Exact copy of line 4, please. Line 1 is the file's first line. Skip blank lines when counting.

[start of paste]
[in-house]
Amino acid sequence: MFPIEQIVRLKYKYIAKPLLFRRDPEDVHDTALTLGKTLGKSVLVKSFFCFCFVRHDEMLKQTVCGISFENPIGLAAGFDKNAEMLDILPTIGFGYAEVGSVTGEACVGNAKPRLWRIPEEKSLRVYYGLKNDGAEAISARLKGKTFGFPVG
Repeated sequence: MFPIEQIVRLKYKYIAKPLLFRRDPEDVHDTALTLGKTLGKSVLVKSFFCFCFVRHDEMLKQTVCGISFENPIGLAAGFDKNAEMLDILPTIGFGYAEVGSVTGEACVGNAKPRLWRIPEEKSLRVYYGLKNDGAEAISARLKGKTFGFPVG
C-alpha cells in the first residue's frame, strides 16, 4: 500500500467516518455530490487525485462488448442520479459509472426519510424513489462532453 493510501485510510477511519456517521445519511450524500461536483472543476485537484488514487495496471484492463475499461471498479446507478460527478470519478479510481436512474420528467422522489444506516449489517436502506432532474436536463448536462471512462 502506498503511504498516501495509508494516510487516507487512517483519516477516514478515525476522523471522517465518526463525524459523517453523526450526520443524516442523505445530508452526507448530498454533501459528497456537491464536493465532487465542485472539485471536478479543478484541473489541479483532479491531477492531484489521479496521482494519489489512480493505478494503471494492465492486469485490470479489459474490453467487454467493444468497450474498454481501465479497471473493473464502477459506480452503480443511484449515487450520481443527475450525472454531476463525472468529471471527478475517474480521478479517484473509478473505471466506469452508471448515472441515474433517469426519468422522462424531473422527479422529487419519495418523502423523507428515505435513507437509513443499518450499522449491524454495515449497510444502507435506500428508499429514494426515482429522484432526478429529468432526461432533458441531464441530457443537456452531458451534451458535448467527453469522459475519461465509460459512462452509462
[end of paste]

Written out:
C-alpha cells in the first residue's frame, strides 16, 4: 500500500467516518455530490487525485462488448442520479459509472426519510424513489462532453 493510501485510510477511519456517521445519511450524500461536483472543476485537484488514487495496471484492463475499461471498479446507478460527478470519478479510481436512474420528467422522489444506516449489517436502506432532474436536463448536462471512462 502506498503511504498516501495509508494516510487516507487512517483519516477516514478515525476522523471522517465518526463525524459523517453523526450526520443524516442523505445530508452526507448530498454533501459528497456537491464536493465532487465542485472539485471536478479543478484541473489541479483532479491531477492531484489521479496521482494519489489512480493505478494503471494492465492486469485490470479489459474490453467487454467493444468497450474498454481501465479497471473493473464502477459506480452503480443511484449515487450520481443527475450525472454531476463525472468529471471527478475517474480521478479517484473509478473505471466506469452508471448515472441515474433517469426519468422522462424531473422527479422529487419519495418523502423523507428515505435513507437509513443499518450499522449491524454495515449497510444502507435506500428508499429514494426515482429522484432526478429529468432526461432533458441531464441530457443537456452531458451534451458535448467527453469522459475519461465509460459512462452509462